Sonos is spying on me (and you)


I recently decided to get a wireless speaker for our Kitchen. Sonos seems like an obvious choice these days. The sound quality and aesthetics were very appealing. So I ordered a Sonos One SL speaker.

In terms of sound quality and looks, I was very pleased. I’m not an audiophile but the sound quality seemed superb and the speaker just looks fantastic. A very clean and unassuming look.

what’s hiding underneath ?

As I later discovered, a dirty beast hides under the cool exterior.

My concerns started to grow almost immediately as I was setting up the new speaker. I downloaded the app, and started the setup process, soon to realize that I need to register with my email just to set up the device on my network… And of course, I had to accept the terms and conditions …. hmmm… ok, I guess.

I was then asked to allow sharing my location as well, which raised another alarm bell. Why does my speaker need my location? I’m not 100% sure, but if I recall, I had to allow it to access my location, or else I couldn’t continue.

Once the device was finally set up, I went through the settings, to explore and see what else is there. I was rather disappointed to find that “Additional usage data” was turned on by default. I live in Europe, and I thought that the EU regulations should prevent this kind of behaviour. They should explicitly ask my permission to track my usage, especially if it isn’t necessary for the device to function.

I could opt-out of it luckily, but it didn’t feel right to me.

What data is Sonos collecting, and why?

Digging into the Sonos privacy policy made my hair stand…

Functional Data:

This data is absolutely necessary for your Sonos Product or Service, including Sonos Radio, to perform its basic functions in a secure way and you will not be able to opt out from this data collection, sharing, and/or processing if you want to continue to use your Sonos Products.

We collect:

Registration data. This data includes your email address, location, language preference, Product serial number, IP address, and Sonos account login information (as described above).

System data. This data includes things like Product type, controller device type, controller operating system, software version, content source (audio line in), signal input (e.g. whether your TV outputs a specific audio signal such as Dolby to your Sonos system), information about WiFi antennas, system settings (such as equalisation or stereo pair), Product orientation, names of the music service(s) you added/enabled on your Sonos product, the names you have given your Sonos Product in different rooms, whether your Product has been tuned using Sonos Trueplay technology, system performance metrics (e.g. the temperature of your Product or WiFi signal strength) and error information.

(emphasis not mine)

So this is just the data that you cannot opt-out of. The data absolutely necessary to perform basic functions. And in case you wonder why they track this data, here’s what the privacy policy says

Why we collect Functional Data: We collect this information to help ensure that your Products are working properly, to provide you with customer support, to honour your audio preferences, and to guide product improvement and customer support decisions. We also collect this information to guide product improvement and customer support decisions which is our legitimate interest.

emphasis mine… we’ll go back to what legitimate interest actually means later on.

I’m not sure what basic functions for a speaker might be, that they require to share so much data with Sonos. And if this not enough, there’s also the (optional) Usage data that Sonos happily collects, by default, without asking for permission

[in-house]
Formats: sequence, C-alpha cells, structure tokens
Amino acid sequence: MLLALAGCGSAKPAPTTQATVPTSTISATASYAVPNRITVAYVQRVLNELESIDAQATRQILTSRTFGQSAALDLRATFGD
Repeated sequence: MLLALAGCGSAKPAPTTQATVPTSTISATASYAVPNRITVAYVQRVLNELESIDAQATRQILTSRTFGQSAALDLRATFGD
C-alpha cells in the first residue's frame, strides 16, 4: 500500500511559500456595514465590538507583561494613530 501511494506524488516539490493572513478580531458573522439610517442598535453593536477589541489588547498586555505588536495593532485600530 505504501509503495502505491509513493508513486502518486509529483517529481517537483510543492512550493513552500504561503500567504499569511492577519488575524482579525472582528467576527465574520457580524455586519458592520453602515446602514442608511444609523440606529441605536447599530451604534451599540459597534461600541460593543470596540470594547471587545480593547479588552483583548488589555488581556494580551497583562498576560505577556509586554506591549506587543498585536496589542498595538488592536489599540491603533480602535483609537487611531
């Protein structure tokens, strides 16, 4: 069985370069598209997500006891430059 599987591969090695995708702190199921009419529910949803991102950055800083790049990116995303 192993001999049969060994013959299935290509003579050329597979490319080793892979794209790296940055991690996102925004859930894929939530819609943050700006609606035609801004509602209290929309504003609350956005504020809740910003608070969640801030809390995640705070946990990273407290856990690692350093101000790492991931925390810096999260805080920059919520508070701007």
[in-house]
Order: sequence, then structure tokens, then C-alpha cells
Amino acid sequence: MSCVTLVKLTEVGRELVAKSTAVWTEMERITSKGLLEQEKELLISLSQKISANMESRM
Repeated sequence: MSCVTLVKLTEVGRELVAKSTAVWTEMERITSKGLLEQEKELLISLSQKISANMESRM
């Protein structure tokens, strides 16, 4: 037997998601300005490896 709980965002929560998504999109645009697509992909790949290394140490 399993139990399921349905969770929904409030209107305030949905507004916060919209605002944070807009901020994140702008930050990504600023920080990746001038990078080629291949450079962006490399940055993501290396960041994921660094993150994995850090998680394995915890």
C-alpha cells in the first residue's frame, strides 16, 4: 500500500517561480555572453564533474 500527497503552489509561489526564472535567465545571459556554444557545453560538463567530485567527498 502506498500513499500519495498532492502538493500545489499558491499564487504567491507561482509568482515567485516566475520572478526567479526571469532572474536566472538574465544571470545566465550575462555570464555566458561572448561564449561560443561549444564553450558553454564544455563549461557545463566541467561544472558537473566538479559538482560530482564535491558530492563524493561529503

Additional Usage Data:

In order to improve your experience with Sonos Products and to offer better, personalised Sonos Products and Services, including Sonos Radio, that meet the needs and expectations of our customers, we collect the following Additional Usage Data. The processing of this information is in our legitimate interest as further set out below (under Why). You can opt out of sharing this data by following the steps listed here.

We collect:

  • Performance Information. This includes things like the temperature of your Product, WiFi information like signal strength, how often you use music services you have connected to your Sonos system (including, for some services, your login username, but not password), information about how often you use the Sonos app versus other control mechanisms, flow of interactions within the Sonos app, how often you use the physical controls on the unit, the flow of interactions within the Sonos app, duration of Sonos Product use, and, as required for certain Services, location-based data using GPS (or similar technology, where available) and crowdsourced WiFi access points and cell tower locations collected from your third party device when the Sonos app is in use.
  • Activity Information. This includes duration of music service use, Product or room grouping information, command information (such as play, pause, change volume, or skip tracks), information about playlist or station container data including listening history (‘Recently Played’), and Sonos playlist or Sonos favourites information; each correlated to individual Sonos Products and your interactions with them. If you enable voice control or use Sonos Radio, we will additionally collect information about track data when using those features.

Why: We collect this information so that we can help ensure Sonos Products are functioning properly, provide a personalised experience for our customers, determine what types of Product or feature improvements would please our customers most, and to help predict potential problems with Sonos Products. Additionally, to provide Sonos Radio, we collect location-based information for licensing and reporting purposes. Collecting this data is our legitimate interest to support a user-friendly experience that meets your needs and help you with issues you may experience. It is your choice if you want us to collect this information, and therefore you can opt out of sharing this data by following the steps listed here.

Note: personalisation services (e.g. Recently Played), Sonos Radio, Voice Control, and Direct Control functionality require Additional Usage Data to function. If you decide to use any of these features and/or Services, the Additional Usage Data becomes functional. You can always clear all Recently Played by following the instructions in the Sonos app.

Again, the legitimate interest emphasis is mine…

If you read their privacy policy further, you could spot the real incentives and potential uses of the data, but I won’t dive into it here. I do recommend reading it though.

(il)legitimate interest

So what is this all about? Well, if you’re familiar with the General Data Protection Regulation (GDPR), you might guess the answer. I’m not a lawyer, so without going into too much detail, here’s my brief understanding of it.

First off, the GDPR is the regulation that aims to protect the privacy of all EU citizens. It’s meant to reduce privacy invasive practices, force companies to protect private data, and encourage companies to treat private data with care and respect.